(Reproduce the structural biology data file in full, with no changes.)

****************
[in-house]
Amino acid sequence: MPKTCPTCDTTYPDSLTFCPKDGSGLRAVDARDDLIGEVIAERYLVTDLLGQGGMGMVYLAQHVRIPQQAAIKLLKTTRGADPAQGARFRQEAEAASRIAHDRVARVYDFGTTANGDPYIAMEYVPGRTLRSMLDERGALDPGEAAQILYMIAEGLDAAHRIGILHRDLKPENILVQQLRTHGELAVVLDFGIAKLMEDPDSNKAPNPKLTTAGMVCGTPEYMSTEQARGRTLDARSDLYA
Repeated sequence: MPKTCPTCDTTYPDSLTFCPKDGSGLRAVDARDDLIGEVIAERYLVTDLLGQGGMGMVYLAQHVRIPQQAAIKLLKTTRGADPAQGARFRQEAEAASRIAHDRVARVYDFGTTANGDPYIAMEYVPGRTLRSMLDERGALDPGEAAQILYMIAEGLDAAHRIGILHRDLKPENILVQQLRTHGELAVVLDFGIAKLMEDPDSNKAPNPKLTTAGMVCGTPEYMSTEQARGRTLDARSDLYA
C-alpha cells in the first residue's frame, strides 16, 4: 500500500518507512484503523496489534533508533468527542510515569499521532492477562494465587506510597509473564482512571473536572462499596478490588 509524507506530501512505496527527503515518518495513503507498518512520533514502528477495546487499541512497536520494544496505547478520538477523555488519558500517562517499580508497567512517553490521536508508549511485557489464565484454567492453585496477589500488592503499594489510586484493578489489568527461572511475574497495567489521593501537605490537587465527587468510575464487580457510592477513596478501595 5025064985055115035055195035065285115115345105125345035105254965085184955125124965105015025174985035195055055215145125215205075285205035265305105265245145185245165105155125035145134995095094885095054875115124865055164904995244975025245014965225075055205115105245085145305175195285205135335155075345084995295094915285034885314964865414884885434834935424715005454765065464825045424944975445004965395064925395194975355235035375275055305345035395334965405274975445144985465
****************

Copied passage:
[in-house]
Amino acid sequence: MPKTCPTCDTTYPDSLTFCPKDGSGLRAVDARDDLIGEVIAERYLVTDLLGQGGMGMVYLAQHVRIPQQAAIKLLKTTRGADPAQGARFRQEAEAASRIAHDRVARVYDFGTTANGDPYIAMEYVPGRTLRSMLDERGALDPGEAAQILYMIAEGLDAAHRIGILHRDLKPENILVQQLRTHGELAVVLDFGIAKLMEDPDSNKAPNPKLTTAGMVCGTPEYMSTEQARGRTLDARSDLYA
Repeated sequence: MPKTCPTCDTTYPDSLTFCPKDGSGLRAVDARDDLIGEVIAERYLVTDLLGQGGMGMVYLAQHVRIPQQAAIKLLKTTRGADPAQGARFRQEAEAASRIAHDRVARVYDFGTTANGDPYIAMEYVPGRTLRSMLDERGALDPGEAAQILYMIAEGLDAAHRIGILHRDLKPENILVQQLRTHGELAVVLDFGIAKLMEDPDSNKAPNPKLTTAGMVCGTPEYMSTEQARGRTLDARSDLYA
C-alpha cells in the first residue's frame, strides 16, 4: 500500500518507512484503523496489534533508533468527542510515569499521532492477562494465587506510597509473564482512571473536572462499596478490588 509524507506530501512505496527527503515518518495513503507498518512520533514502528477495546487499541512497536520494544496505547478520538477523555488519558500517562517499580508497567512517553490521536508508549511485557489464565484454567492453585496477589500488592503499594489510586484493578489489568527461572511475574497495567489521593501537605490537587465527587468510575464487580457510592477513596478501595 5025064985055115035055195035065285115115345105125345035105254965085184955125124965105015025174985035195055055215145125215205075285205035265305105265245145185245165105155125035145134995095094885095054875115124865055164904995244975025245014965225075055205115105245085145305175195285205135335155075345084995295094915285034885314964865414884885434834935424715005454765065464825045424944975445004965395064925395194975355235035375275055305345035395334965405274975445144985465